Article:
Is it too soon to call The Current War a throwback to 2015? That was the year middling or worse biopics The Imitation Game and The Theory Of Everything received multiple Oscar nominations, and Alfonso Gomez-Rejon’s YA adaptation Me And Earl And The Dying Girl became the toast of Sundance (though not of anywhere else). The Current War is Gomez-Rejon’s follow-up, and it feels at first like a biopic supergroup: Imitation Game’s Benedict Cumberbatch IS prickly genius Thomas Edison, intent on bringing electricity to late 19th-century Manhattan! Michael Shannon IS rich soft-spoken industrialist George Westinghouse, battling Edison for the dominant mode of electrical current to light up these United States! And, on the biographical undercard, Nicholas Hoult IS Nikola Tesla, flitting back and forth between the two men and never quite getting the success or respect he deserves.
Although The Current War is not an unearthed relic from the innocent days of four years ago, that’s not so far off. The movie originally premiered at the Toronto Film Festival in 2017, ahead of a planned awards-season release from the Weinstein Company. A few weeks and one New York Times bombshell later, the company was all but gone, and the movie’s release date sat in the wreckage. It’s finally opening in North America with an advertised Director’s Cut subtitle, and without the involvement of indicted producer Harvey Weinstein. Somewhat confusingly, given Weinstein’s reputation as an editing-room meddler always pushing for a truncated version, this cut runs 10 minutes shorter, though it does include additional newly shot scenes.
At the very least, the relatively compact running time prevents The Current War from bogging down in tedious origin stories. The movie opens with Edison already famous, preparing for a demonstration of his direct current (DC) electrical system in lower Manhattan. While making the rounds to drum up interest and financing, he wearily decides to snub a dinner with Westinghouse and his wife, Marguerite (Katherine Waterston), which in the movie’s telling raises the ire of an otherwise mild-mannered fellow. Westinghouse pursues an alternating current (AC) system, cheaper and more adept across great distances—claiming, in a passive-aggressive businessman sort of way, a simple interest in improving efficiency.
Edison, meanwhile, sacrifices some of his principles in order to smear Westinghouse’s AC electricity as potentially deadly. Back and forth they go, racing toward the opportunity to light up the Chicago World’s Fair in 1893, and accidentally getting involved in the evolution of the death penalty along the way. The movie takes place over about 13 years, and struggles to depict the passage of time organically, or sometimes at all. Even the standard biopic familial neglect feels itself neglected. One strange compression has a supporting character receive a scary medical diagnosis and then die tragically within what seems like 24 hours.
The movie feels tonally compressed, too, squeezed together from a variety of odd sources. The obsessive one-upmanship brings to mind Christopher Nolan’s The Prestige, a more flagrantly fictional story that also folded the exploits of Tesla into its narrative. Edison’s snarky ripostes (his job self-description: “I fix problems for idiots”) recall not just past Cumberbatch roles but Aaron Sorkin’s play The Farnsworth Invention, which also addressed an innovator’s clashes with an enormous corporation. But Nolan and Sorkin have distinctive and immediately recognizable directing and writing styles. Gomez-Rejon, for his part, appears to be seeking recognition based on sheer volume. The Current War may be the most unproductively stylized movie of 2019 and 2017. Me And Earl had plenty of flourishes, but they more or less fit the referential, show-offy, youthful energy of the material. Here, the camerawork of cinematographer Chung Chung-hoon (who also shot Earl, in addition to most of Park Chan-wook’s work) is even more ostentatious, whether it’s doing an unbroken lap around a train car, capturing elaborate overhead shots, or employing fish-eye lens for a simple back-and-forth dialogue scene.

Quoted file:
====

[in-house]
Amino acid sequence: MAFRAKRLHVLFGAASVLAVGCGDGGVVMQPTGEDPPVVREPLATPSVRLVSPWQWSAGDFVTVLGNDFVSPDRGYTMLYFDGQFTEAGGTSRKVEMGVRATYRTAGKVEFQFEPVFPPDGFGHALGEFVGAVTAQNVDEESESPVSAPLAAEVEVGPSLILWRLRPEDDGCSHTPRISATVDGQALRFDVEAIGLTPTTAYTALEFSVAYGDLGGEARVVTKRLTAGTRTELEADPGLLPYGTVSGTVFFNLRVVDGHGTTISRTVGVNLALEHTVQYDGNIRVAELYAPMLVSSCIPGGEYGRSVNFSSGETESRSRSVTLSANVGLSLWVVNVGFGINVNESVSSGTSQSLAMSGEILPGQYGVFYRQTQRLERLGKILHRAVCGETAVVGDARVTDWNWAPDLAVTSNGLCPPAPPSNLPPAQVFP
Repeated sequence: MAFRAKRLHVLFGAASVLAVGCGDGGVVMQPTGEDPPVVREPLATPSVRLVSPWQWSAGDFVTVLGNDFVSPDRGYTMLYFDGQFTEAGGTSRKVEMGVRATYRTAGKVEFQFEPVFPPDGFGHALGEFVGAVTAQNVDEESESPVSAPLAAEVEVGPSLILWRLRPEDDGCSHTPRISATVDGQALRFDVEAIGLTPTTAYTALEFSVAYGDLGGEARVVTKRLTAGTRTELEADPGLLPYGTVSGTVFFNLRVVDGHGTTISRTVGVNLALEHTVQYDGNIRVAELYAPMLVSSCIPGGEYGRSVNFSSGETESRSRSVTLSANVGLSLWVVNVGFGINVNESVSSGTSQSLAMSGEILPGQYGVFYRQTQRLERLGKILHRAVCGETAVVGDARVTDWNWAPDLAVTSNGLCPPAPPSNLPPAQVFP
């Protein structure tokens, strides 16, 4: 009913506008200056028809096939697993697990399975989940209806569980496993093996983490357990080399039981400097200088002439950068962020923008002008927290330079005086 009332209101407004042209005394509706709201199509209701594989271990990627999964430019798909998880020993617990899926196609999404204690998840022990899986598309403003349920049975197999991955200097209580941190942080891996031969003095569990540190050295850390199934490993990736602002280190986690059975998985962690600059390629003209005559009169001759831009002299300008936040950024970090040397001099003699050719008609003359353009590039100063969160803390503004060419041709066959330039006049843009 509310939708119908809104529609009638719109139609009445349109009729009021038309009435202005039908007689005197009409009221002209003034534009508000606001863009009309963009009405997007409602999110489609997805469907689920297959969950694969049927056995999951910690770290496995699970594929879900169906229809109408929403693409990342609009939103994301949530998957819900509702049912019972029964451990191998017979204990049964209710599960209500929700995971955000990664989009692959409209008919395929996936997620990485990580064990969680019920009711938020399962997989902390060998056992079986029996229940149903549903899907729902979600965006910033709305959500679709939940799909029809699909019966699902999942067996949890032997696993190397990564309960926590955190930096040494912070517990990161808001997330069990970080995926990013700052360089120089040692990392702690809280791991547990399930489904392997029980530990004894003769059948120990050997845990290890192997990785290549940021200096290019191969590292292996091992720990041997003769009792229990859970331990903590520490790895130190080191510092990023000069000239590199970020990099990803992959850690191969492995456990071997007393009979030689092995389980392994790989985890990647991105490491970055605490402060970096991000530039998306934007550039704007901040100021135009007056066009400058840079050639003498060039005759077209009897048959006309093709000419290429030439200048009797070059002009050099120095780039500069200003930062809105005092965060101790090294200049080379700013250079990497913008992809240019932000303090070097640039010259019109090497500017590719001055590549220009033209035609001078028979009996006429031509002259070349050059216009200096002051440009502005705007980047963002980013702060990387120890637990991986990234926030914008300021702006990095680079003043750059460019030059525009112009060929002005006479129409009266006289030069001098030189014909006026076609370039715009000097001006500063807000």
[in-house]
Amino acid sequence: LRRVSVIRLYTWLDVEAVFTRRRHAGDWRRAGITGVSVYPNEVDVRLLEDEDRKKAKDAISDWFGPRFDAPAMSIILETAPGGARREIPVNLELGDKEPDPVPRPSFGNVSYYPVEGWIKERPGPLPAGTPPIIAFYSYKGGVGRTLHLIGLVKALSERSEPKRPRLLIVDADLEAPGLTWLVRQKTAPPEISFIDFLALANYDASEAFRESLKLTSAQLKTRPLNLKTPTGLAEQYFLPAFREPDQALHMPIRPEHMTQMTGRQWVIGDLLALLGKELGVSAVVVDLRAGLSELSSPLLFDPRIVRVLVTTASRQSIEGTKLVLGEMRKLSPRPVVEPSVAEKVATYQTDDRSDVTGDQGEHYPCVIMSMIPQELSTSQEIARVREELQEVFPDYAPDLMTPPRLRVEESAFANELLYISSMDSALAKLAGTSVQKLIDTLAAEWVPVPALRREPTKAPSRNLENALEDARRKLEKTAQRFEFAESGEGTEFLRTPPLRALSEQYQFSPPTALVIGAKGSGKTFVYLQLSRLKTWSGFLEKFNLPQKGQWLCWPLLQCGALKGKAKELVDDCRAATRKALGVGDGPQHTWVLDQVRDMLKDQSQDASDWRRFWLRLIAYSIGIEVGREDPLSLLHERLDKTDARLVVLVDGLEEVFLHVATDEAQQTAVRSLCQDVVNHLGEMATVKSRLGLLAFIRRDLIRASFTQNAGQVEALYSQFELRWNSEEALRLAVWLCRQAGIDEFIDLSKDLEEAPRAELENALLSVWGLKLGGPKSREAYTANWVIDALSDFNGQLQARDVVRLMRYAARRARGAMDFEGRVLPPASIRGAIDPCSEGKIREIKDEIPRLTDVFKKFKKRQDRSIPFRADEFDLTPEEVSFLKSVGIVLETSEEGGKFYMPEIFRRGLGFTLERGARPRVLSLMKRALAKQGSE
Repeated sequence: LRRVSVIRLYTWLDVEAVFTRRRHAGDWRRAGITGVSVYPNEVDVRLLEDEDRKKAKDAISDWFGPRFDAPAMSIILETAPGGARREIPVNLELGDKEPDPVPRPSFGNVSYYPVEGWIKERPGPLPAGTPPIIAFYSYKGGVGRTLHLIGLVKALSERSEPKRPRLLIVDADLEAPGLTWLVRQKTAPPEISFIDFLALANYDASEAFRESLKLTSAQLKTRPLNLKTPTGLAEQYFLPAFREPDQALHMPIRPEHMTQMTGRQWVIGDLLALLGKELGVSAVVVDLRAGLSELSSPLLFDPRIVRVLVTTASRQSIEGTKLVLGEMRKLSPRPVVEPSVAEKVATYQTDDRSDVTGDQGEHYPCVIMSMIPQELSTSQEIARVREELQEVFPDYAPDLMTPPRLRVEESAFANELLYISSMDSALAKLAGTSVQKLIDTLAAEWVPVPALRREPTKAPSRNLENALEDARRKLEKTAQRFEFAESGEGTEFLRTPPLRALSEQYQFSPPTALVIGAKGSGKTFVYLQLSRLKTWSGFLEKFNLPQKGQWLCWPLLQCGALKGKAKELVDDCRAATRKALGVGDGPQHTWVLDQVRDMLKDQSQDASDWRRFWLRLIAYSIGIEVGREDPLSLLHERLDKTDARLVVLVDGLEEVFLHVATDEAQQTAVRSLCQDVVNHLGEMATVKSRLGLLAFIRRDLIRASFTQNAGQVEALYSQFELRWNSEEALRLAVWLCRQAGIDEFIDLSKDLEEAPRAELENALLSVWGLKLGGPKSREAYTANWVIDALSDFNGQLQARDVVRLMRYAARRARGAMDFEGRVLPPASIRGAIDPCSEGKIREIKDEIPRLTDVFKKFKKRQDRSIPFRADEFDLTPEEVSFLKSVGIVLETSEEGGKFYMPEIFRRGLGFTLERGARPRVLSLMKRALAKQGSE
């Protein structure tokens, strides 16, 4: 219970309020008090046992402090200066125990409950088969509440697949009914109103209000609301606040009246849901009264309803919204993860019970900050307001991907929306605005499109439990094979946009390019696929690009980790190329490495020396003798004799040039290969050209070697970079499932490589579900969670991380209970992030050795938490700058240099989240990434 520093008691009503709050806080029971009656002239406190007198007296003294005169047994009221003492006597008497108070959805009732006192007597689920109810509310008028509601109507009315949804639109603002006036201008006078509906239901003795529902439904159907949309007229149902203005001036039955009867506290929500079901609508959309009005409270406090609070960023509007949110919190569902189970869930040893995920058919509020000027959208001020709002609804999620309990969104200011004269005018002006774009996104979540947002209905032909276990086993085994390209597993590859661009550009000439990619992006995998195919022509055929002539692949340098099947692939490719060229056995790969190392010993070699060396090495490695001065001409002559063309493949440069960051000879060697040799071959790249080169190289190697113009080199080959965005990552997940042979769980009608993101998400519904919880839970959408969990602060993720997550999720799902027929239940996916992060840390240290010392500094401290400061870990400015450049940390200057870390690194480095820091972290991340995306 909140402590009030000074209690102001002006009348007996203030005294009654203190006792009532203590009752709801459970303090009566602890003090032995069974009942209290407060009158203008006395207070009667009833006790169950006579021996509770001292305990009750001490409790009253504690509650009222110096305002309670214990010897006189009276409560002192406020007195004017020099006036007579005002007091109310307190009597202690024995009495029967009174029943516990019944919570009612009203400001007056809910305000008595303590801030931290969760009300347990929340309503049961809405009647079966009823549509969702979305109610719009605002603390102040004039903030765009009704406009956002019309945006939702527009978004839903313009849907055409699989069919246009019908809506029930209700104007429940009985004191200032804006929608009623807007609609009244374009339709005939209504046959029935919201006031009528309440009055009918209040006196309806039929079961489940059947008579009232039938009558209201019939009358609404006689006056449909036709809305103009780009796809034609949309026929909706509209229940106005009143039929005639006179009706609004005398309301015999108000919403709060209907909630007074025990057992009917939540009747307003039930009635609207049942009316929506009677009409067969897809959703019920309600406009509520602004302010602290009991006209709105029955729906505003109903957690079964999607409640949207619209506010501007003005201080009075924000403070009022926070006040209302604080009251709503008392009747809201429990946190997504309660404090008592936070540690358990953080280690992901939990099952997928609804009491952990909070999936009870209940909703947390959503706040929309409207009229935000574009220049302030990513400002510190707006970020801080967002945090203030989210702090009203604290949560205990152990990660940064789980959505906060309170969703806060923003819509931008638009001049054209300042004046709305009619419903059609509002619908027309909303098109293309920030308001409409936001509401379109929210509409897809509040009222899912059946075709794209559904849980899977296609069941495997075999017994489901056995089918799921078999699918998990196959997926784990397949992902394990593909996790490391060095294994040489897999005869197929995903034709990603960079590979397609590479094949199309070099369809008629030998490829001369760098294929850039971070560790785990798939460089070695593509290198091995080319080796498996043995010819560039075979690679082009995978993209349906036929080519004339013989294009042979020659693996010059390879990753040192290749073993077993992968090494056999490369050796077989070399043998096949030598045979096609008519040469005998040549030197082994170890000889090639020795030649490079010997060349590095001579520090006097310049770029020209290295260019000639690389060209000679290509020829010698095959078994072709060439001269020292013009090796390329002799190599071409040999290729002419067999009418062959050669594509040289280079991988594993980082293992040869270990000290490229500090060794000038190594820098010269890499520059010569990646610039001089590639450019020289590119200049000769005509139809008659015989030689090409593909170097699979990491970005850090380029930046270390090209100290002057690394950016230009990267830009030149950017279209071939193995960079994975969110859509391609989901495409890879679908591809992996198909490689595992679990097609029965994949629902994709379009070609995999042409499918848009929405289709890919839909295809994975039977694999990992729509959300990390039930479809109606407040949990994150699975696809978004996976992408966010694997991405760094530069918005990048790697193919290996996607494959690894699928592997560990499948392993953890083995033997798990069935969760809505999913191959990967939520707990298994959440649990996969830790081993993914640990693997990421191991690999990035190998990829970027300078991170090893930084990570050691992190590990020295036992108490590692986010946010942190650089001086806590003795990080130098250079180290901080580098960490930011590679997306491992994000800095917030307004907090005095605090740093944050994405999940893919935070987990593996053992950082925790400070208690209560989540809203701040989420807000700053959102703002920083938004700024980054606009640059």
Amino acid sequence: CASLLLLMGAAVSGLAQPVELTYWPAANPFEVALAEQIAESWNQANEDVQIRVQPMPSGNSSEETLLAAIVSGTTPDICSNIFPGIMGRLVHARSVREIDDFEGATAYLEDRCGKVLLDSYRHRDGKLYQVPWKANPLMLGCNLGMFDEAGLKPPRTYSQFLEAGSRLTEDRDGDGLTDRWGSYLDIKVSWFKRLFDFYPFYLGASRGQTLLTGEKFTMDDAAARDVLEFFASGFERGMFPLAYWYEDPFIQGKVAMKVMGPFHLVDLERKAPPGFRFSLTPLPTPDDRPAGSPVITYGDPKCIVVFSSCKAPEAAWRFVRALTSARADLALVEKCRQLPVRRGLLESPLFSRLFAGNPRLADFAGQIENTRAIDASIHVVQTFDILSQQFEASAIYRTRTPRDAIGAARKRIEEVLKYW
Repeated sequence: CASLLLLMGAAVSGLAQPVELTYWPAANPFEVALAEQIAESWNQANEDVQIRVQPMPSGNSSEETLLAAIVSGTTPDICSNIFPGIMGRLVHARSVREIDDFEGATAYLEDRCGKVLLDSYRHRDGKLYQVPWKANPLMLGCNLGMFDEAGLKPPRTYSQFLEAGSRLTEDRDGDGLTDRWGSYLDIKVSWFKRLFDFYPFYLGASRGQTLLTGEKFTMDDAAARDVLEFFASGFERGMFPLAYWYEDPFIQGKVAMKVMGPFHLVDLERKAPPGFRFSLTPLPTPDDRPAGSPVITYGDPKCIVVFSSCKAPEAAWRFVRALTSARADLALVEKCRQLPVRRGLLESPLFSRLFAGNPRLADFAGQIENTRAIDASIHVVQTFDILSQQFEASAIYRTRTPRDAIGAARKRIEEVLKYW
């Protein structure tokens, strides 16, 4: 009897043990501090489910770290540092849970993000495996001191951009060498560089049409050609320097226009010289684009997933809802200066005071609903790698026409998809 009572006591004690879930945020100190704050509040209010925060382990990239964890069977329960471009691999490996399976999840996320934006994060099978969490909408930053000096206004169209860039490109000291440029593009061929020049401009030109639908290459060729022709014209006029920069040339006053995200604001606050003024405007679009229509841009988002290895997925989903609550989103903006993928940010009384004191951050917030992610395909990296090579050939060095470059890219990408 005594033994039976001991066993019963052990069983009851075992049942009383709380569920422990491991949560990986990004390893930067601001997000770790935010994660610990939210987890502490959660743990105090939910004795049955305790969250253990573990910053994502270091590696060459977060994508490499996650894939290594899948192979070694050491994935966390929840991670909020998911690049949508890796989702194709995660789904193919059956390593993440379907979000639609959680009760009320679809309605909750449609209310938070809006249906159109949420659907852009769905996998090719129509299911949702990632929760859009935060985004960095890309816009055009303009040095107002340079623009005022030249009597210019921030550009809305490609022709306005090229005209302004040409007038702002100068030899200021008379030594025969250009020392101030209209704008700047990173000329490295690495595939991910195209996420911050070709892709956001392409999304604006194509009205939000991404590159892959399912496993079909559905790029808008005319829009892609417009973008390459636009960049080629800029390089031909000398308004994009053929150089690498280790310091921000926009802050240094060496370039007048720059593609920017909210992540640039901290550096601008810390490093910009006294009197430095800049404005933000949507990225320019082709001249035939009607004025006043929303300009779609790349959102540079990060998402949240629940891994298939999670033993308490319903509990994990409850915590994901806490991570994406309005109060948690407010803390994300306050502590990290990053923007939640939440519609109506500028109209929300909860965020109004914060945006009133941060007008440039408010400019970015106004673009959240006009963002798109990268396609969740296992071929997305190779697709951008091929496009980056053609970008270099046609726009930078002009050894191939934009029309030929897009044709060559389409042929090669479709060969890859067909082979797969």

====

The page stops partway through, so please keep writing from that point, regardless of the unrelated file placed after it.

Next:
The Current War employs actors capable of their own eccentric stylizations, and gives them very little leeway to make the material their own. Gomez-Rejon keeps snatching it back with every offbeat composition idea he can muster. These shots generate some moment-to-moment sensation—unlike so many of its biopic predecessors, this is not a boring movie to look at—but turn the characters into posable historical action figures. Cumberbatch and Shannon are still charismatic performers, and it’s especially enjoyable to see the latter go quiet, even gentle, in a part that could have been brimmed over with affectation. Gomez-Rejon evinces a generous view of his multiple subjects and avoids the simplicity of a hero-villain clash. But given how much interesting material he generates from the death penalty associations alone, The Current War ultimately feels like it may be going too easy on both parties. The movie wants very much to look at the past as a window to the future, but not as much as it wants to look at everything from endlessly, fussily canted angles.